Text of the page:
Google Home can help you remember important things, like where you put your passport or what your Wi-Fi password is. Here’s how use it to remember all the stuff you constantly forget.

The new “remember” command lets you make verbal notes about specific things that you’re likely to forget. It works best for something that isn’t likely to change very often, like where you keep your social security card or your apartment’s gate code. You also probably shouldn’t use it for private info like credit card numbers, since anyone in the house (including guests) can access it.

You don’t need to tweak any settings or enable a third-party service to use this feature. As long as your Google Home is connected to the internet—and it would be pretty useless otherwise—it should be updated and ready to go.

First, you’ll need to give it something to remember. Start by saying “Ok Google, remember that I put my passport in a lock box”, for example.

When you want to recall that information, ask for it by saying “Ok Google, where is my passport?”

Google will then read back everything you said before. Google seems to scan for keywords to pull up the relevant piece of information. For the above example, you can ask “where’s my passport?” or “where’s my lockbox?” and Google will pull up the same result (even though the second isn’t really answering the right question.)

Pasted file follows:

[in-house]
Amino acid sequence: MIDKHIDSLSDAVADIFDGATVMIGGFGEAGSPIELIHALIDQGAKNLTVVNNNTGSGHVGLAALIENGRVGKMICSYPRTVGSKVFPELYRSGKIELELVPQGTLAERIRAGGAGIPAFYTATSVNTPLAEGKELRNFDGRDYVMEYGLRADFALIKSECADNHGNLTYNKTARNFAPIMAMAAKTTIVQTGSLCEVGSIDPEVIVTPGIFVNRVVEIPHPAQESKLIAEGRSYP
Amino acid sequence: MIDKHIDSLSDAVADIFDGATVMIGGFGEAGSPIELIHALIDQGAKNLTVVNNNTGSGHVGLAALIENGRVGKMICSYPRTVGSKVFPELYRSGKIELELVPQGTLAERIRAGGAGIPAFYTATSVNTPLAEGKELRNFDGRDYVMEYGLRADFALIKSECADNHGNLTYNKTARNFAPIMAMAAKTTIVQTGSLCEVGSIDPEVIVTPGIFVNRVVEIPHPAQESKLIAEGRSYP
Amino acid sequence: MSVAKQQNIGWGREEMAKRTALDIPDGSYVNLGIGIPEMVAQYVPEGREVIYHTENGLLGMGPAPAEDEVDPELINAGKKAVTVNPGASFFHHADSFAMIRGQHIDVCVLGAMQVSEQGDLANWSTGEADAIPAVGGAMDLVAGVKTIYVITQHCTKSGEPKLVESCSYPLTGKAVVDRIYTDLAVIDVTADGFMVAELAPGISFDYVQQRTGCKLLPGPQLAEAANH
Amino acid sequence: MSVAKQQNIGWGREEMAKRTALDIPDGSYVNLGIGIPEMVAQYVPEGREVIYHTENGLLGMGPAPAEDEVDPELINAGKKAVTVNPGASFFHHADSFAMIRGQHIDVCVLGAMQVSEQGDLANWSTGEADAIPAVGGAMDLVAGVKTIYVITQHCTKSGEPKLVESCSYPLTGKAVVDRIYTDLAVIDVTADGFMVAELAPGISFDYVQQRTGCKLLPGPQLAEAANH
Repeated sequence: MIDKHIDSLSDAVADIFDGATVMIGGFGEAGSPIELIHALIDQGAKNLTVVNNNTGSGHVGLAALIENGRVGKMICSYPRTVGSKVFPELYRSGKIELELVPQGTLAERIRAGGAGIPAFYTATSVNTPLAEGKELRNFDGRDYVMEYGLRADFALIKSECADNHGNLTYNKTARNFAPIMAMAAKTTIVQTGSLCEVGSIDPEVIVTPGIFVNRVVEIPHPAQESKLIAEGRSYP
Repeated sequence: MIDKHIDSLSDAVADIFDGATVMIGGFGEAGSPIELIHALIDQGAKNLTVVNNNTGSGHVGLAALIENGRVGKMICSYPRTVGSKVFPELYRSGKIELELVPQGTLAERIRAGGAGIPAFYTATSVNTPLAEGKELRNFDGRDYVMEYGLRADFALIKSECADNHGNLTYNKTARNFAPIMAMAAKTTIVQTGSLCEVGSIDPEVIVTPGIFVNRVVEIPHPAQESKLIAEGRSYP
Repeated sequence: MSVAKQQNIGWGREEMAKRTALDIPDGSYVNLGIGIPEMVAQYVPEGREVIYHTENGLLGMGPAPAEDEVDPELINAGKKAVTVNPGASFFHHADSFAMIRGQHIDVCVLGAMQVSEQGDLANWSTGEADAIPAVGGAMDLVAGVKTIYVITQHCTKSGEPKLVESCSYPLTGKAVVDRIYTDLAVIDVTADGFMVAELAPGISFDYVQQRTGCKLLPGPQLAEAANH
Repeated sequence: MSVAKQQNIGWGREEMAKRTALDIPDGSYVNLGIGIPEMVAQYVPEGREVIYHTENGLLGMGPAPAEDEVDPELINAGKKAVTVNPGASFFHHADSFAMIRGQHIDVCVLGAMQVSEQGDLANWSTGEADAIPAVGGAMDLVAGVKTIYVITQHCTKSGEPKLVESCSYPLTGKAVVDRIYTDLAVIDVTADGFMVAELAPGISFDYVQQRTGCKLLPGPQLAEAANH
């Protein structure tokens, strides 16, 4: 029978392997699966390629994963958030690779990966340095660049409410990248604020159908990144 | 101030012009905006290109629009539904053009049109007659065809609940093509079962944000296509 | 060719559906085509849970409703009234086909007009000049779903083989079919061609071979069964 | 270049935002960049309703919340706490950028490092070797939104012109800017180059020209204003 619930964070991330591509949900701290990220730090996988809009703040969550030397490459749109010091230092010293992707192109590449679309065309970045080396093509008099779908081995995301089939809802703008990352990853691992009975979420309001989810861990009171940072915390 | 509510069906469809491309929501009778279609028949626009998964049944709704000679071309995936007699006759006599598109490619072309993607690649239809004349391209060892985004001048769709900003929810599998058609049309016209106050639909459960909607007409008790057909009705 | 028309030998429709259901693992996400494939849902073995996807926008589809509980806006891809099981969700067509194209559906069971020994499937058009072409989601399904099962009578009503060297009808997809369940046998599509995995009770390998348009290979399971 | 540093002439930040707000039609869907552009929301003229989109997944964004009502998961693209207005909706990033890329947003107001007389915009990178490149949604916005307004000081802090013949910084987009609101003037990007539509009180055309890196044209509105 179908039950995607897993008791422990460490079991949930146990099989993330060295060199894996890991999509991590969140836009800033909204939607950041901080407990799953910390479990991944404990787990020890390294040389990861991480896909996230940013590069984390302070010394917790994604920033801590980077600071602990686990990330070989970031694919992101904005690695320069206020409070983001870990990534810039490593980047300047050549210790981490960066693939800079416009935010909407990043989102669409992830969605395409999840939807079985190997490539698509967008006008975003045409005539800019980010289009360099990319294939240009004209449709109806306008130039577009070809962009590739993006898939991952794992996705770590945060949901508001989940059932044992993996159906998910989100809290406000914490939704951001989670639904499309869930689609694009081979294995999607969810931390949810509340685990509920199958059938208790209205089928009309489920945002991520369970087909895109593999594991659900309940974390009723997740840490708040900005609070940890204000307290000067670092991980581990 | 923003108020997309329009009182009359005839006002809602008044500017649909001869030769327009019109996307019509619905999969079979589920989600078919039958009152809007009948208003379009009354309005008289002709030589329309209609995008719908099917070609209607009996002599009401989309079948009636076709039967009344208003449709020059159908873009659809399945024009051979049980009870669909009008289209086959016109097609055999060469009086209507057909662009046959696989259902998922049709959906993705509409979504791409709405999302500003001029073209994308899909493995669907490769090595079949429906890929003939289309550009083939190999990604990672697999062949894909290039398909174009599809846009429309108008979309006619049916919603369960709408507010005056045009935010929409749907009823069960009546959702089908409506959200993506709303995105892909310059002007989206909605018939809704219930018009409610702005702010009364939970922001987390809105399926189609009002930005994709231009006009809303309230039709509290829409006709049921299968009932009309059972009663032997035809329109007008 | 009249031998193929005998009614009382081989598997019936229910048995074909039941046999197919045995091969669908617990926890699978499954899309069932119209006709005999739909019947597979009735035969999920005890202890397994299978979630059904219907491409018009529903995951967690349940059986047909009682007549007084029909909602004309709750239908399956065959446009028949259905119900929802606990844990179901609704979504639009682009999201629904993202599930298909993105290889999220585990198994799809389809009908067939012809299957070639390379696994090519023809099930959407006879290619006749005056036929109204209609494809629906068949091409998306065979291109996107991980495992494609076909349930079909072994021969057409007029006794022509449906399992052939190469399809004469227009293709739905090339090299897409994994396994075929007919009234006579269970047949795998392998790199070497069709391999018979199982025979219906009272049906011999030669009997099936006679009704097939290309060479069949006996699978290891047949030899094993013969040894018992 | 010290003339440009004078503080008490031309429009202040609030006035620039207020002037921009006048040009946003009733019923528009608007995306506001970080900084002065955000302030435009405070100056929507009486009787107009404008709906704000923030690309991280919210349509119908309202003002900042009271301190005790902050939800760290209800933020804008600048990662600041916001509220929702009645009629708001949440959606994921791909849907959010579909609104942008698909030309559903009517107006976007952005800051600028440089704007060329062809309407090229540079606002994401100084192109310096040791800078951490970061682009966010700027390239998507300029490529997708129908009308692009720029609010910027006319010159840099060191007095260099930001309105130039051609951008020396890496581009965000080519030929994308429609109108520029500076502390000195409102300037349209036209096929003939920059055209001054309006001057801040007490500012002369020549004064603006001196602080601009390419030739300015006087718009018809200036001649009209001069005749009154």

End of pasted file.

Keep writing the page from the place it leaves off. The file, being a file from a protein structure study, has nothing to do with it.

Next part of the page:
This can sometimes result in a conflict if you use the same keywords in multiple places. For example, I added “Remember that my lockbox is in my closet.” I then asked “where is my lockbox?” and Google told me that my passport is in my lockbox. Usually this doesn’t cause a problem, but it’s probably best if you make each memory as unique as possible.

If you want to remove something you asked Google to remember, you can ask Google to forget it. For example, “Ok Google, forget that my passport is in my lock box.”

In this case, you need to be pretty specific. If you say, “Ok Google, forget where my passport is,” Google won’t know how to help with that.

Profile Photo for Eric Ravenscraft Eric Ravenscraft
Eric Ravenscraft has nearly a decade of writing experience in the technology industry. His work has also appeared in The New York Times, PCMag, The Daily Beast, Popular Science, Medium's OneZero, Android Police, Geek and Sundry, and The Inventory. Prior to joining How-To Geek, Eric spent three years working at Lifehacker.
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